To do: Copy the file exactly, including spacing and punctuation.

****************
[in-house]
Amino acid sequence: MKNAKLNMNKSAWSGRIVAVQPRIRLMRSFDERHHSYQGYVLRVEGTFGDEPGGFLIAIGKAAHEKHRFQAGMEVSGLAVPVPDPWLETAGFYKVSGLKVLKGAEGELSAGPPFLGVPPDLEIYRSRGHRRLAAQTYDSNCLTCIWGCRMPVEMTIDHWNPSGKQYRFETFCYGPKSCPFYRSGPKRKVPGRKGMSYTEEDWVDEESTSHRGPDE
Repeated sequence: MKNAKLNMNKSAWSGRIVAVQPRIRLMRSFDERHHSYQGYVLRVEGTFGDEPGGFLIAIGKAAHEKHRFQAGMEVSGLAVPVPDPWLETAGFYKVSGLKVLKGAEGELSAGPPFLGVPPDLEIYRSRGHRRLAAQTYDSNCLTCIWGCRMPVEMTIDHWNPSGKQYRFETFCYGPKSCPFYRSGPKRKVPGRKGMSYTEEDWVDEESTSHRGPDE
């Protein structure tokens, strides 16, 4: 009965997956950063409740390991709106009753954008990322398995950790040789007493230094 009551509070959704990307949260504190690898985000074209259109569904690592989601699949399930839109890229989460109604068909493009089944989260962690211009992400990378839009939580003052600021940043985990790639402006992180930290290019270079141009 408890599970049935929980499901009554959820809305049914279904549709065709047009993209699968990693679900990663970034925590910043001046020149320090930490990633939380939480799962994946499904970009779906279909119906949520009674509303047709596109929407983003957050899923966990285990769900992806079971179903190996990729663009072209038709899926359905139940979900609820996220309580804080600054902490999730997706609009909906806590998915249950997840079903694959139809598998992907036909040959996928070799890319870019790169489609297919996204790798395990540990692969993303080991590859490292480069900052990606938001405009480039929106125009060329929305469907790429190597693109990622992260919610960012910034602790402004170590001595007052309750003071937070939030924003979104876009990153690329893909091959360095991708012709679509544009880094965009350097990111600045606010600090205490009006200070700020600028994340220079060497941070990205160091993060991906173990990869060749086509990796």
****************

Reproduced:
[in-house]
Amino acid sequence: MKNAKLNMNKSAWSGRIVAVQPRIRLMRSFDERHHSYQGYVLRVEGTFGDEPGGFLIAIGKAAHEKHRFQAGMEVSGLAVPVPDPWLETAGFYKVSGLKVLKGAEGELSAGPPFLGVPPDLEIYRSRGHRRLAAQTYDSNCLTCIWGCRMPVEMTIDHWNPSGKQYRFETFCYGPKSCPFYRSGPKRKVPGRKGMSYTEEDWVDEESTSHRGPDE
Repeated sequence: MKNAKLNMNKSAWSGRIVAVQPRIRLMRSFDERHHSYQGYVLRVEGTFGDEPGGFLIAIGKAAHEKHRFQAGMEVSGLAVPVPDPWLETAGFYKVSGLKVLKGAEGELSAGPPFLGVPPDLEIYRSRGHRRLAAQTYDSNCLTCIWGCRMPVEMTIDHWNPSGKQYRFETFCYGPKSCPFYRSGPKRKVPGRKGMSYTEEDWVDEESTSHRGPDE
């Protein structure tokens, strides 16, 4: 009965997956950063409740390991709106009753954008990322398995950790040789007493230094 009551509070959704990307949260504190690898985000074209259109569904690592989601699949399930839109890229989460109604068909493009089944989260962690211009992400990378839009939580003052600021940043985990790639402006992180930290290019270079141009 408890599970049935929980499901009554959820809305049914279904549709065709047009993209699968990693679900990663970034925590910043001046020149320090930490990633939380939480799962994946499904970009779906279909119906949520009674509303047709596109929407983003957050899923966990285990769900992806079971179903190996990729663009072209038709899926359905139940979900609820996220309580804080600054902490999730997706609009909906806590998915249950997840079903694959139809598998992907036909040959996928070799890319870019790169489609297919996204790798395990540990692969993303080991590859490292480069900052990606938001405009480039929106125009060329929305469907790429190597693109990622992260919610960012910034602790402004170590001595007052309750003071937070939030924003979104876009990153690329893909091959360095991708012709679509544009880094965009350097990111600045606010600090205490009006200070700020600028994340220079060497941070990205160091993060991906173990990869060749086509990796």